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Mei Yuan, William H. Carlson, Royal D. Heins and Arthur C. Cameron

Most plants have a postgermination juvenile phase in which flower induction will not occur. Some species require a cold period for flower induction and will not respond to the cold treatments during the juvenile phase. We determined juvenile phases of Coreopsis grandiflora `Sunray', Gaillardia grandiflora `Goblin', Heuchera sanguinea `Bressingham', and Rudbeckia fulgida `Goldsturm'. Plants were exposed to 5C for 0, 10, or 15 weeks when Coreopsis had 0, 2, 4, 6, 8, or 10 leaves (>1 cm); Gallardia, 4, 8, 12, or 16 leaves; Heuchera, 8, 12, 16, or 20 leaves; Rudbeckia, 5, 10, 15, or 20 leaves. Plants were grown under a 4-h night interruption lighting (LD) or under a 9-h photoperiod (SD) after cold treatments. Based on time to flower and final leaf count, the juvenility of Coreopsis, Gaillardia, Heuchera, and Rudbeckia ended when they had about 6, 10, 12, and 15 leaves, respectively. Cold treatments were necessary for flower induction of Coreopsis and Heuchera and they increased the flowering percentage of Gaillardia and Rudbeckia. Heuhera was a day-neutral plant, Rudbeckia was on obligate LD plant, and Gaillardia and Coreopsis were quantitative LD plants.

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Mei Yuan, William H. Carlson, Royal D. Heins and Arthur C. Cameron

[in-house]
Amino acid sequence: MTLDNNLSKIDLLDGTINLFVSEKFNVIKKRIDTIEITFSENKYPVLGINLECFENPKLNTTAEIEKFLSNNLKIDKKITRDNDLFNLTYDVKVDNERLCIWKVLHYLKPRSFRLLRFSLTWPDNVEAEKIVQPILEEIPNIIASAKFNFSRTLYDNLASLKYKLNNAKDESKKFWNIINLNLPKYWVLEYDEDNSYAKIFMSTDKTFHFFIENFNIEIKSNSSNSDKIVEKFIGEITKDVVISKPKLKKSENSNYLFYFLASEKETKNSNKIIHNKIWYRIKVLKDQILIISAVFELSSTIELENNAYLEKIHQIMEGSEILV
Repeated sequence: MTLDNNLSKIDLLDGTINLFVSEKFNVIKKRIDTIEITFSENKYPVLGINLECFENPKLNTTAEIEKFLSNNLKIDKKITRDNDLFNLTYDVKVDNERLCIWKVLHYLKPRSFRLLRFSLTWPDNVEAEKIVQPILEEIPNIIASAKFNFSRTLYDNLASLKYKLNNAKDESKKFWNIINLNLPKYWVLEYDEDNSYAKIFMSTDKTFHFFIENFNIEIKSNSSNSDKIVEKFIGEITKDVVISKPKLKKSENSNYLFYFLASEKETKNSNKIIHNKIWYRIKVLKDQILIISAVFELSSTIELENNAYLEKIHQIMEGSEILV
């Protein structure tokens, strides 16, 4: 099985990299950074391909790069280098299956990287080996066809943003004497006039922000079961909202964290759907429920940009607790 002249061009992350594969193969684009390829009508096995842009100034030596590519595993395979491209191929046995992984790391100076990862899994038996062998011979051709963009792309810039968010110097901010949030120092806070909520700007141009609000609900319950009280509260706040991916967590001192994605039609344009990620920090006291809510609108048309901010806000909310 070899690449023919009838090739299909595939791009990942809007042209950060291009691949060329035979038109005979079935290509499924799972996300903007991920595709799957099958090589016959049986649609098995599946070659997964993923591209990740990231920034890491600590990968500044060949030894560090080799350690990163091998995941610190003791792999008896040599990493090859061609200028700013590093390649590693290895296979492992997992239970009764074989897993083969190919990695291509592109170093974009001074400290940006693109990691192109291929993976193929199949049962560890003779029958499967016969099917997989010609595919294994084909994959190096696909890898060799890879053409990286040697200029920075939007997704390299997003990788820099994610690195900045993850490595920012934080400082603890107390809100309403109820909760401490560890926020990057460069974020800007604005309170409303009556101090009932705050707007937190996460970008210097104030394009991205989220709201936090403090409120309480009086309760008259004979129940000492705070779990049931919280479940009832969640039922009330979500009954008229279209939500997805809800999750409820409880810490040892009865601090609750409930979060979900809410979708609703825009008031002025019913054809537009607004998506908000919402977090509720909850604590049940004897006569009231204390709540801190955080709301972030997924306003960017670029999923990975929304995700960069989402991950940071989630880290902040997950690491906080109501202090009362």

Scheduling crops to flower on specific dates requires a knowledge of the relationship between temperature and time to flower. Our objective was to quantify the effect of temperature on time to flower and plant appearance of four herbaceous perennials. Field-grown, bare-root Coreopsis grandiflora (Hogg ex Sweet.) `Sunray', Gaillardia ×grandiflora (Van Houtte) `Goblin', and Rudbeckia fulgida (Ait.) `Goldsturm', and tissue culture—propagated Leucanthemum ×superbum (Bergman ex J. Ingram) `Snowcap' plants were exposed to 5 °C for 10 weeks and then grown in greenhouse sections set at 15, 18, 21, 24, or 27 °C under 4-hour night-interruption lighting until plants reached anthesis. Days to visible bud (VB), days to anthesis (FLW), and days from VB to FLW decreased as temperature increased. The rate of progress toward FLW increased linearly with temperature, and base temperatures and degree-days of each developmental stage were calculated. For Coreopsis, Leucanthemum, and Rudbeckia, flower size, flower-bud number, and plant height decreased as temperature increased from 15 to 26 °C.

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Mei Yuan, William H. Carlson, Royal D. Heins and Arthur C. Cameron